In an earlier post, I mentioned a variety of writing I do, and thought about sharing excerpts. (See: Action!: Writing and more writing.) I'll start with Morning Pages, because, well, that's how I start my days.
I learned about Morning Pages when I read The Right to Write by Julia Cameron. That book was a balm to my writer's soul, and if I ever meet Julia, I will hug the stuffings out of her.
The Artist's Way is another favorite book of Julia's. Here's what she writes about Morning Pages:
"In order to retrieve your creativity, you need to find it. I ask you to do this by an apparently pointless process I call the morning pages. You will do the pages daily...
"What are morning pages? Put simply, the morning pages are three pages of longhand writing, strictly stream-of-consiousness... They might also, more ingloriously, be called brain drain, since that is one of their main functions.
"There is no wrong way to do morning pages. ...Pages are meant to be, simply, the act of moving the hand across the page and writing down whatever comes to mind."
She insists that even if a person can't think of anything to write, then simply write that sentence, "I can't think of anything to write." over and over until the three pages are filled. Write whatever pours off the top of your head, and don't read your Morning Pages for at least 8 weeks.
Here are two excerpts from my Morning Pages, Volume One.
April 12, 2005
I see a lipstick case that is off by itself. The cat probably batted it away from the pile it once sat near. It's a pile of items I pulled out of my briefcase when I was preparing for a trip.
I have lots of lipstick. A majority was free from Clinique...part of my bonus gifts. My sister uses lipstick as a "pick-me-up" -- don't feel well? Put on some lipstick. Down in the dumps? Put on some lipstick. No time for make-up? Apply lipstick and people will think you have your whole face done. Magic. Magic in a tube.
I wonder who gets the privilege of naming the lipstick. "Pink Beach" "A Different Grape" "Guava Stain" are some of my colors.
(Hmm...Maybe I could research that.)
I wonder how I would do at naming the lipstick shades, but I don't think I would be as creative. "Pale Pink" "Bright Pink" "Red." Nope. I don't think my ideas would be on the cutting edge. I would have to train my mind to think outside the box.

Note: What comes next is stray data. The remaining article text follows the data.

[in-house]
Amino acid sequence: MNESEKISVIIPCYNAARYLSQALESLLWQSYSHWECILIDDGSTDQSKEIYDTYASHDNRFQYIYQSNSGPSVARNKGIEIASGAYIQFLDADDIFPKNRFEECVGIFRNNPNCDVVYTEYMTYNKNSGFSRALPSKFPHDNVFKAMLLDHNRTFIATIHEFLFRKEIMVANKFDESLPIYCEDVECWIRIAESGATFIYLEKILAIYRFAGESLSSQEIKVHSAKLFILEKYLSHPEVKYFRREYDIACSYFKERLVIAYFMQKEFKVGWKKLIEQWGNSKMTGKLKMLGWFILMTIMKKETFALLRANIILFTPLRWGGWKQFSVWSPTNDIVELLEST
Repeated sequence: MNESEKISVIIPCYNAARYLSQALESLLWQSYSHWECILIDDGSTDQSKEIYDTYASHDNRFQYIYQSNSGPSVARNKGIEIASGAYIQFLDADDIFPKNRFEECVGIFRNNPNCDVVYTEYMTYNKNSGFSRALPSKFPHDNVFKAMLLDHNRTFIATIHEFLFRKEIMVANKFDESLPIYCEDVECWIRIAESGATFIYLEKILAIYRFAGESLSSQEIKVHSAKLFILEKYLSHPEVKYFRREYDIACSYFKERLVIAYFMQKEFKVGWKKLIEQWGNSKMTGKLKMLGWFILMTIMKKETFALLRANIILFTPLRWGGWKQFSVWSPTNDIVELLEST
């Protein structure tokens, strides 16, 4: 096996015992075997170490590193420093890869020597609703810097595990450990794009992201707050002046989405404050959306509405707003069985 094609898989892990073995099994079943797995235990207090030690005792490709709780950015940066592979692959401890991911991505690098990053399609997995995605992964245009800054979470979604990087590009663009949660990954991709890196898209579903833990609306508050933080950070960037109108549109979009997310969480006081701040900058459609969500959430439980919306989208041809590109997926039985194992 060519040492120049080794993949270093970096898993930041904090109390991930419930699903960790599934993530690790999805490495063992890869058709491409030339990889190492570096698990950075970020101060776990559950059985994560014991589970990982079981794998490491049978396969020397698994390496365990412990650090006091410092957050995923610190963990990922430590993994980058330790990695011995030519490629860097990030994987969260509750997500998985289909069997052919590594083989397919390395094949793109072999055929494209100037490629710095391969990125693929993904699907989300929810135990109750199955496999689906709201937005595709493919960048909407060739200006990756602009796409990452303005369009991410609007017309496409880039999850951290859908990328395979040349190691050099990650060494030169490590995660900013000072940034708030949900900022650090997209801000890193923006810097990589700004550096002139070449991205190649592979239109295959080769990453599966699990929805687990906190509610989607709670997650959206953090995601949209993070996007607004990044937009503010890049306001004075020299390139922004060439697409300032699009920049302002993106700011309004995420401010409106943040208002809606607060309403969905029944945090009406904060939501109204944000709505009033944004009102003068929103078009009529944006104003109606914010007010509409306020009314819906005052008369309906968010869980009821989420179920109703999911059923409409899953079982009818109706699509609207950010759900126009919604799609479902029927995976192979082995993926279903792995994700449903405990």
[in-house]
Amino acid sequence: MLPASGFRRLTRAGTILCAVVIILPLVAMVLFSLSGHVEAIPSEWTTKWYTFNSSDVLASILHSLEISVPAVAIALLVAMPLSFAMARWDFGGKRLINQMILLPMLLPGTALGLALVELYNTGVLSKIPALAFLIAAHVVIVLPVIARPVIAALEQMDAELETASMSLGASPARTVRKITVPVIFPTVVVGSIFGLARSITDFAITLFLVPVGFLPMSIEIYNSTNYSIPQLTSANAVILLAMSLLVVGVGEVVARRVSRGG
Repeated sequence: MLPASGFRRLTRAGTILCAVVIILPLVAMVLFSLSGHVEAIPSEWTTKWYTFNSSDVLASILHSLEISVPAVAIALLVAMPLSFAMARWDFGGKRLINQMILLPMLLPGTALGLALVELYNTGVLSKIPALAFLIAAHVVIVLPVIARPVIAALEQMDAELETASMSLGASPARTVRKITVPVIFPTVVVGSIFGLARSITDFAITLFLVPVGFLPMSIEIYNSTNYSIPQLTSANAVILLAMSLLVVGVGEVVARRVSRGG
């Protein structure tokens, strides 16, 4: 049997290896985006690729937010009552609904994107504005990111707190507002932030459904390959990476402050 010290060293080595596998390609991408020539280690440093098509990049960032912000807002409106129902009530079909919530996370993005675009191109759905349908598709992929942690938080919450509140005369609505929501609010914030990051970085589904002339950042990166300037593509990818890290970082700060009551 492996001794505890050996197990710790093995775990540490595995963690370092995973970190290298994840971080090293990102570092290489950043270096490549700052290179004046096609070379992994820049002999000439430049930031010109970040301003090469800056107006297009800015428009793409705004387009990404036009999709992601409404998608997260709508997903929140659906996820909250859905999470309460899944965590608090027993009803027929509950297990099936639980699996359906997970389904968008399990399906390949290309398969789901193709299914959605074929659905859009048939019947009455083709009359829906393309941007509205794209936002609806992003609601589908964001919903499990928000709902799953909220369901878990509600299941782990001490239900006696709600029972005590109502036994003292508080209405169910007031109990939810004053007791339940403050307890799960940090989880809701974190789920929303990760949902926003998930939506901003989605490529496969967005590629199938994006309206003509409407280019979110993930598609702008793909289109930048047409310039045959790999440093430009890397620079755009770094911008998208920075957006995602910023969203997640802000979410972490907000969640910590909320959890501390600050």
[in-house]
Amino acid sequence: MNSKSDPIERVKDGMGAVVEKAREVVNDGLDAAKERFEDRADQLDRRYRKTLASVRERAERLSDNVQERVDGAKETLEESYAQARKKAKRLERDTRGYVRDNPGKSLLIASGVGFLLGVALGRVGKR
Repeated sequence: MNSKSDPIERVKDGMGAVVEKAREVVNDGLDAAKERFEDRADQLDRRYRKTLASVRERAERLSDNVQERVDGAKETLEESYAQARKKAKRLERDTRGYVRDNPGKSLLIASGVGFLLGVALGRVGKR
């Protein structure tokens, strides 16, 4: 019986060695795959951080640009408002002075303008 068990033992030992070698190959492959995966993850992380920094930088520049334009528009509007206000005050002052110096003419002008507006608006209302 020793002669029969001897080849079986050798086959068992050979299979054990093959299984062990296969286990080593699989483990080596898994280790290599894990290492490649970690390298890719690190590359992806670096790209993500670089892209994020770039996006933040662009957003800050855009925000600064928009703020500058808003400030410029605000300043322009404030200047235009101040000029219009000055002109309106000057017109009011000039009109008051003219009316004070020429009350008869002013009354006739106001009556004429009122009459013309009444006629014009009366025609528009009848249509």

Do people just "land" in those jobs? Or is there a young girl somewhere, coloring in her Barbie coloring book, thinking, "When I grow up I want to be a lipstick namer person!"
April 22, 2005
The last few days I have been carrying a pocket full of notes. One list had reminders of things I wanted to tell Leanna next time we spoke. Another list had items I need to look for when I am out and about. There's even a few reminders of situations to ponder or pray about. My mind won't hold it all but my pocket will.
Fast forward to Morning Pages, Volume Three. At this point I had graduated with my degree in film, took a couple months to get caught up on things, and set a date to embark on my career. Here's what I wrote:
Friday, February 25, 2011
Last week someone asked me a question about where I work or what kind of work I do or something. I can't remember the question, I just remember my response: "I'm a writer. I work at home." It felt so empowering to say it out loud. I am a writer.
Writing is one of the few careers that others have a hard time accepting as a career unless the person is "published." It's as though you are not a "real" writer unless published...if you are not writing published works, then it must be a hobby. For that reason I used to feel hesitant to call myself a writer. I would say, "I like to write" or "I enjoy writing" even though in reality I am a published author! I treated it more like a hobby or interest -- I felt like I had to be validated or something because others seemed to expect validation. The fact that I really was a published author seemed irrelevant because it was in 1983 so surely that supposed validation was expired.
Deep breath. Ready or not here I come. I am a writer and starting on Monday I will be a working writer... a working, unpaid, writer.
(Unpaid for now.)
My Morning Pages are often dribble, and sometimes (especially in the earlier volumes) there are large gaps between entries, but they are a valuable tool. Most mornings I awake eager to write my pages... eager to drain my brain.
I highly recommend this type of writing, even to non-writers.